In 1949…

Many Parties Precede Ball and Concert During Week End

The Connecticut Air Guard danced till morning to the music of Vincent Lopez at the State Armory Saturday evening. A gala affair, the State officers declared it to be the gayest and most successful military ball this year. Many dinner parties, buffet suppers and cocktail hours preceded the affair, while a reception for distinguished guests was held prior to the ball in the Officers Lounge at the Armory.

Colonel George Stanley, state Air Guard commander, and Mrs. Stanley entertained at a small dinner party for their week end guests, Major General Robert M. Webster, commanding general of the First Air Force, and Mrs. Webster of Slocum, N. Y. (March 20, 1949).

flowerball

Looking at the defibrillator, an electrical device to restore the heart to normal action, which was given to St. Francis Hospital by the Women’s Auxiliary are, left to right, Mrs. Frank t. Mullen, auxiliary president, Sister Mary Madeleine, hospital administrator and Mrs. James J. Kennelly, chairman of the annual Flower Ball to be held Feb. 4 at the Hartford Hilton. (Jan. 15, 1967)

In 1967…

Auxiliary’s Annual Flower Ball To Benefit St. Francis Hospital

The annual flower Ball presented by the women’s Auxiliary of St. Francis’ hospital climaxes the gaiety which precedes the solemn Lenten season of the Christian world. This year the Ball will be held at the Hartford Hilton hotel on Feb. 4 with a social hour and dinner preceding the dance.

For this season, the Auxiliary has pledged $49,785 for gifts to the hospital. but that amount will probably be doubled through the revenue received from the Cheer cupboard, the good Samaritan thrift shop, the Ball, Sale of baby pictures and members hips in the Auxiliary. (Jan. 15, 1967)oldjava3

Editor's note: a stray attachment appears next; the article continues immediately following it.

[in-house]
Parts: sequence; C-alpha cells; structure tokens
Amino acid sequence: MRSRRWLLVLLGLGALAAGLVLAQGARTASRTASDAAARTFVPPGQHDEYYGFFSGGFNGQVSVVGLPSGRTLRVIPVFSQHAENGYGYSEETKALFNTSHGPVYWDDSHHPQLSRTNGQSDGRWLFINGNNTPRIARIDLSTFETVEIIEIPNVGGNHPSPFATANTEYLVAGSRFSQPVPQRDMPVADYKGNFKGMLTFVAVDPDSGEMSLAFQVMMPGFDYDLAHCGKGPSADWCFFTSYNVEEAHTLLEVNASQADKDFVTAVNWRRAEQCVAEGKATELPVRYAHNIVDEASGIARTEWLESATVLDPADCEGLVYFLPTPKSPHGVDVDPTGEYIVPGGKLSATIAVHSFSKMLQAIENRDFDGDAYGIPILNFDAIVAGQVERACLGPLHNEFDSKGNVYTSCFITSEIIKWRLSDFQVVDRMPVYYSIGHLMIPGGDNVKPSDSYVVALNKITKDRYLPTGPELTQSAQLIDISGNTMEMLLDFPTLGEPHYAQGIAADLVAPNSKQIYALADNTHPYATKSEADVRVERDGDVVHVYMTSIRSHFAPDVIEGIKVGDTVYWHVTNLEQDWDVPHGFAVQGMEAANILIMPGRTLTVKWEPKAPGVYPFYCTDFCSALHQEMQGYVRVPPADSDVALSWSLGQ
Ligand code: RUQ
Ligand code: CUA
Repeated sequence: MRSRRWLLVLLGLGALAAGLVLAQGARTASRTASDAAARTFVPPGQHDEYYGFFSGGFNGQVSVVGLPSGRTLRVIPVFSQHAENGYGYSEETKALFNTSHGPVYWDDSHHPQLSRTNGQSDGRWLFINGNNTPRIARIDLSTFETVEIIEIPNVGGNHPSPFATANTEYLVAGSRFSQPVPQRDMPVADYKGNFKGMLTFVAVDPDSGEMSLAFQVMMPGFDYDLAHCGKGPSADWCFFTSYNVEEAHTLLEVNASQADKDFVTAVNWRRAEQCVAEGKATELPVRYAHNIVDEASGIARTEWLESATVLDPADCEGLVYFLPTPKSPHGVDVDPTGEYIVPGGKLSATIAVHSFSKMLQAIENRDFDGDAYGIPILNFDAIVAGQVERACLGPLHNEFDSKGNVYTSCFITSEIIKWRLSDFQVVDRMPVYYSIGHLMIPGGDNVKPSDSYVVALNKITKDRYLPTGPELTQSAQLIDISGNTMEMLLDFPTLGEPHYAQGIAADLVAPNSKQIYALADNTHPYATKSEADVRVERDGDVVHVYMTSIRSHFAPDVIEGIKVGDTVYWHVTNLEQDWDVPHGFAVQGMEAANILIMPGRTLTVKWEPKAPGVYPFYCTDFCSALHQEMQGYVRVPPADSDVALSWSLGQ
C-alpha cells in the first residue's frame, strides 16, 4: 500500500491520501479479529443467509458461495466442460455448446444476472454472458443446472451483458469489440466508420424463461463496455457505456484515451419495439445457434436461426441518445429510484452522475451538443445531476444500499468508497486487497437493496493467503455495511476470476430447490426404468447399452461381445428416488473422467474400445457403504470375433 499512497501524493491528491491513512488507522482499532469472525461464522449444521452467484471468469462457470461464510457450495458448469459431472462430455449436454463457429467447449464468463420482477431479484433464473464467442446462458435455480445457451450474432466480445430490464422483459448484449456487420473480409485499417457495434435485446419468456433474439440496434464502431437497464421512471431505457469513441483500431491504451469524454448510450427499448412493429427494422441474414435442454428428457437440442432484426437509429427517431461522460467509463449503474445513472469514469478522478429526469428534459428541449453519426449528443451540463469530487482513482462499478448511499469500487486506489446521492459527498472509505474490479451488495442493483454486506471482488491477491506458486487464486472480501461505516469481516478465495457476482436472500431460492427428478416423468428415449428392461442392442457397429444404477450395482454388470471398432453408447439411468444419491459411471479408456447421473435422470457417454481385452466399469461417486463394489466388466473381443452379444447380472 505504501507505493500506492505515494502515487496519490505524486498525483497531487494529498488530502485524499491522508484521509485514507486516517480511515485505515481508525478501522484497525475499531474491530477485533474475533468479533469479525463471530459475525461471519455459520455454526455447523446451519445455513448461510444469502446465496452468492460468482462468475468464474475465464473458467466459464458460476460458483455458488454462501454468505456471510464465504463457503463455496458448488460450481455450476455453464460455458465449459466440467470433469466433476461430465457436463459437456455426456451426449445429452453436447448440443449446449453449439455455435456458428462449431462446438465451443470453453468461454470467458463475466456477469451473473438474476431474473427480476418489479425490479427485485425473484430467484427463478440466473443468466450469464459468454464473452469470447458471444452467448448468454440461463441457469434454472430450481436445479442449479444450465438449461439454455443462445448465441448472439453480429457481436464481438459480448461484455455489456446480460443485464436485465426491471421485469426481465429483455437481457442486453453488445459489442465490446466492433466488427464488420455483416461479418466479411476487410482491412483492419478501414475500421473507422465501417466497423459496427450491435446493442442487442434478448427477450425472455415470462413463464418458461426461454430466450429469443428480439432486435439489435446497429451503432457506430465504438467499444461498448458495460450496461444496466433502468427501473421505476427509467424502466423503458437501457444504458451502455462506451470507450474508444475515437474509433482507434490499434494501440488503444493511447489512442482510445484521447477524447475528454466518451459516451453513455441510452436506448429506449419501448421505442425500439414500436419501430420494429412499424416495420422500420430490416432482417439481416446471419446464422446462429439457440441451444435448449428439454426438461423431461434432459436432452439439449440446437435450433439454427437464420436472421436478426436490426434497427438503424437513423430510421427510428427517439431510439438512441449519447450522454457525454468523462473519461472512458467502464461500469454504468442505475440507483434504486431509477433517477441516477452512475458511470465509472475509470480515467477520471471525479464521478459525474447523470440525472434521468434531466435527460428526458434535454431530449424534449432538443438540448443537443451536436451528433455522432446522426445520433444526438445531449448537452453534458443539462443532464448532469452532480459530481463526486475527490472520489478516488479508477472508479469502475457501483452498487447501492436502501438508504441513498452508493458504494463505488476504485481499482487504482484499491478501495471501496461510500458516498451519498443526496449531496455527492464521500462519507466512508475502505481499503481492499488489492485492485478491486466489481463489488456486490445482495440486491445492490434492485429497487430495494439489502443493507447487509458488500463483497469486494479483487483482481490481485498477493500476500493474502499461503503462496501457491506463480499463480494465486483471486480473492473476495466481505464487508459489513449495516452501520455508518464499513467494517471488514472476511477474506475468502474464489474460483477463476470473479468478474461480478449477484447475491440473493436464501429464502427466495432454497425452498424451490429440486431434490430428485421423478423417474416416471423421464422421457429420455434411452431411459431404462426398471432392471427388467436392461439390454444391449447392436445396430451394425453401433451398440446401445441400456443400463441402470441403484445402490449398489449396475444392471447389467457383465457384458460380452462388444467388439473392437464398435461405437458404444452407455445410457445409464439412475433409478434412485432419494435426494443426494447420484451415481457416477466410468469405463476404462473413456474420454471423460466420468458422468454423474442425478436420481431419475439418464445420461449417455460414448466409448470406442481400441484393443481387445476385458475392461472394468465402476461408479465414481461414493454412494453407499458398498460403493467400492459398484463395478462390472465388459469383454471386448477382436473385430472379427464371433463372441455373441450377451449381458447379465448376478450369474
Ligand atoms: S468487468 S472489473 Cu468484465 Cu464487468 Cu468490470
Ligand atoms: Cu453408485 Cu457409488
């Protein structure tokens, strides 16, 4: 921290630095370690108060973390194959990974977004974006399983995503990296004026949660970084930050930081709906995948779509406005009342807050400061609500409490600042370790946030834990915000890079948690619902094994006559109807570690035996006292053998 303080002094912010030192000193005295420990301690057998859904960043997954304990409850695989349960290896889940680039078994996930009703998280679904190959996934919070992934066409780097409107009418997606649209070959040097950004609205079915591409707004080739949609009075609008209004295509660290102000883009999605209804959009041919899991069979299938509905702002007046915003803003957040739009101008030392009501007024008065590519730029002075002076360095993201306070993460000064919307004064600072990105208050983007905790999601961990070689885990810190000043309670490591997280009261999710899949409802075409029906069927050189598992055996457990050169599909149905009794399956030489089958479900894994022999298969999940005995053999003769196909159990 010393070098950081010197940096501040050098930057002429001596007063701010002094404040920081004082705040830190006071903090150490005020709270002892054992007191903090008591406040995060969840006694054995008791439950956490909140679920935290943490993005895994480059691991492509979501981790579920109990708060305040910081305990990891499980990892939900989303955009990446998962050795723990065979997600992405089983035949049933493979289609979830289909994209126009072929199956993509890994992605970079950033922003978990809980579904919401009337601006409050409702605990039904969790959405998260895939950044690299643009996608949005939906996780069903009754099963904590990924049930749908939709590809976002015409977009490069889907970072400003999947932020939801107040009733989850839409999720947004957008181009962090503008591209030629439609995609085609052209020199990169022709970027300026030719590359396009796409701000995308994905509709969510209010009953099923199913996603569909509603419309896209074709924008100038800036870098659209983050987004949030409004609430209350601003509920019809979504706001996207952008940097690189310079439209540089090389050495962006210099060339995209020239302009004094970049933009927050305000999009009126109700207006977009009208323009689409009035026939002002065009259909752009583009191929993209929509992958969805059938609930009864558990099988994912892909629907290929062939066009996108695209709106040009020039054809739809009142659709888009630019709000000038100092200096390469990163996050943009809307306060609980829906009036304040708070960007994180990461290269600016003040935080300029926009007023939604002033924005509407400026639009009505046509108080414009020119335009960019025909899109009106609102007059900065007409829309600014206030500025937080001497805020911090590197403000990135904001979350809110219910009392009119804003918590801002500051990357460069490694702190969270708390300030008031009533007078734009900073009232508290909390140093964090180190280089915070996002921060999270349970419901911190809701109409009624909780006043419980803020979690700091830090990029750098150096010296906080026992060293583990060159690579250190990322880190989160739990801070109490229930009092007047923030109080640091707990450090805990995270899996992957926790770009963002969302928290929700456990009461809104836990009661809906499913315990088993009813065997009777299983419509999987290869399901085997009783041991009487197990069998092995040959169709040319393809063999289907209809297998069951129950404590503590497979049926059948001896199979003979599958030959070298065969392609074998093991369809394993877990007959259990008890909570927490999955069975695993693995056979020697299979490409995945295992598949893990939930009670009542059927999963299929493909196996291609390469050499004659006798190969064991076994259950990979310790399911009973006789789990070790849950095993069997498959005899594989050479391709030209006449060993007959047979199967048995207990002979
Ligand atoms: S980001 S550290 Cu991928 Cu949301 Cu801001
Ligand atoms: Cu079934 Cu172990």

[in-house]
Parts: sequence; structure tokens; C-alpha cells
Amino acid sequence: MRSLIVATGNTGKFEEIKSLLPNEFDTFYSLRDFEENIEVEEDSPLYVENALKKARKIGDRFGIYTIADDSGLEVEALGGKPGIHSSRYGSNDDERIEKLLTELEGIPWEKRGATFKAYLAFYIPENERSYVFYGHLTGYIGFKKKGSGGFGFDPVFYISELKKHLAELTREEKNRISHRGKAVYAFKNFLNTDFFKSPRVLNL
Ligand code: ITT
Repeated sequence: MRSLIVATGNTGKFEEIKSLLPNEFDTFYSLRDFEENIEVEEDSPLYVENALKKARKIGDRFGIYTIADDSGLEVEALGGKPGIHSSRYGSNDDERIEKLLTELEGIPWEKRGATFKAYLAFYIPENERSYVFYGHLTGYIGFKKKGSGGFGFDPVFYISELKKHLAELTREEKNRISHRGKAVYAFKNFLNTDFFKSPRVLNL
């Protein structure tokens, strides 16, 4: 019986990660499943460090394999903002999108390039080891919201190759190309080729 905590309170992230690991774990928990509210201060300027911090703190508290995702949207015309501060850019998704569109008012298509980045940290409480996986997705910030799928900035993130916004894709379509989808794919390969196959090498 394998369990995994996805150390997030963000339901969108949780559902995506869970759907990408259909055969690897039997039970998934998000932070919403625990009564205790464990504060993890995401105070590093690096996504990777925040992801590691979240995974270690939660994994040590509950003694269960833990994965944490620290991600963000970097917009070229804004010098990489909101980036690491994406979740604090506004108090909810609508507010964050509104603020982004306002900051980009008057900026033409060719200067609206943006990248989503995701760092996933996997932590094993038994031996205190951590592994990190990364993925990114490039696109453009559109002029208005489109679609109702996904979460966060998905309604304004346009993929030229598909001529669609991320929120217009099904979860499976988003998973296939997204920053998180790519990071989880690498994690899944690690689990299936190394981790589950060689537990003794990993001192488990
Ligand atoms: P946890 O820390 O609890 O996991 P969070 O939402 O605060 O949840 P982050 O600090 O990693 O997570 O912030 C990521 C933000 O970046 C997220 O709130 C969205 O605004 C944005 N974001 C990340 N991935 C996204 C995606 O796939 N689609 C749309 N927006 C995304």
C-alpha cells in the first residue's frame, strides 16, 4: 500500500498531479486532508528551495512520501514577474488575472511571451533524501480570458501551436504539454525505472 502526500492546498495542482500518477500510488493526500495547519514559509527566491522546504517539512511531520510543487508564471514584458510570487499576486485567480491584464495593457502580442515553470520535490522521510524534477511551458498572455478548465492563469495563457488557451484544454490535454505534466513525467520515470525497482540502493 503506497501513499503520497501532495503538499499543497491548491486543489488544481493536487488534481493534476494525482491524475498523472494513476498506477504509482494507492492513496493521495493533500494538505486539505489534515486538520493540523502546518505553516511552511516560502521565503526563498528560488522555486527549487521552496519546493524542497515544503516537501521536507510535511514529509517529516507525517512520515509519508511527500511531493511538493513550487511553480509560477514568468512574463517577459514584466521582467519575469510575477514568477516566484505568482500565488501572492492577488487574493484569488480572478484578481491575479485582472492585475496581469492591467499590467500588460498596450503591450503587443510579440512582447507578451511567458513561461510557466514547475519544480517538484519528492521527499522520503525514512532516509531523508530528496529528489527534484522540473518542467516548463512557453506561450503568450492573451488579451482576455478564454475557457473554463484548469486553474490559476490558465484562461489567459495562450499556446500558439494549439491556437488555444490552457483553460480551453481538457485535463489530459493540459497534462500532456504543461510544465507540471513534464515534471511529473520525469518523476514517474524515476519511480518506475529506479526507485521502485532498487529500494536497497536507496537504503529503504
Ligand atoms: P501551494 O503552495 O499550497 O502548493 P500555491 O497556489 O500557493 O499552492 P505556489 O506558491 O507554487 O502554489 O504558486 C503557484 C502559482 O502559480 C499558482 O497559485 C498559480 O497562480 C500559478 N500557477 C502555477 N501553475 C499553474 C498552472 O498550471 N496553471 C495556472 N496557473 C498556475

In 1970…

Bushnell’s Birthday Is Festive Event

Oh, it was an occasion to remember, all right, as the Bushnell Memorial celebrated its 40th anniversary last night.

It was a birthday-complete right down –or up, perhaps, -to the towering festal cake brought onstage as a flourish to conclude the program. The audience, in which there were persons who well remembered Feb. 13, 14, and 15, 1930, when Hartford’s now famous cultural center first opened, sang “Happy Birthday.” The City and State sent their best regards. And the Bushnell Memorial returned the compliments by giving-in the tradition to which the community is four-decades indebted-a splendid evening of music.

In addition to the formalities, it was an evening of lightheartedness and nostalgia as such anniversary occasions must always be. Appleton H. Seaverns presided over the more ceremonial aspects of the program. It was mete and right he should, not only because he is president of the Bushnell trustees, but because it was his grandmother, Dotha Bushnell Hillyer and mother, Mrs. Charles F. T. Seaverns, who established the cultural and civic center in memory of Hartford’s distinguished citizen, the Rev. Horace Bushnell, theologian, educator, public benefactor and patriot.

It was nice to have Katherine Houghton, actress in her own right, and daughter of West Hartford Mayor and Mrs. Ellsworth S. Grant, to cut the birthday cake. She is decorative and charming and home-folks and just what was needed for a festive occasion like this. (Jan. 14, 1970)

 

2012, What A Java Year It Was!

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sandyhookThere are no words to sum up the tragic end to 2012 in Connecticut. The shooting deaths of 20 children and six adults at Sandy Hook Elementary School by 20-year-old Adam Lanza, who then killed himself, is the story that will be etched in everyone’s minds as one year closes and another begins.

And while the tragedy will forever define 2012 for most of us, there were others. And in the case of this column, these were some of the stories that proved most popular in 2012 for  those who stopped for a daily dose of  Java.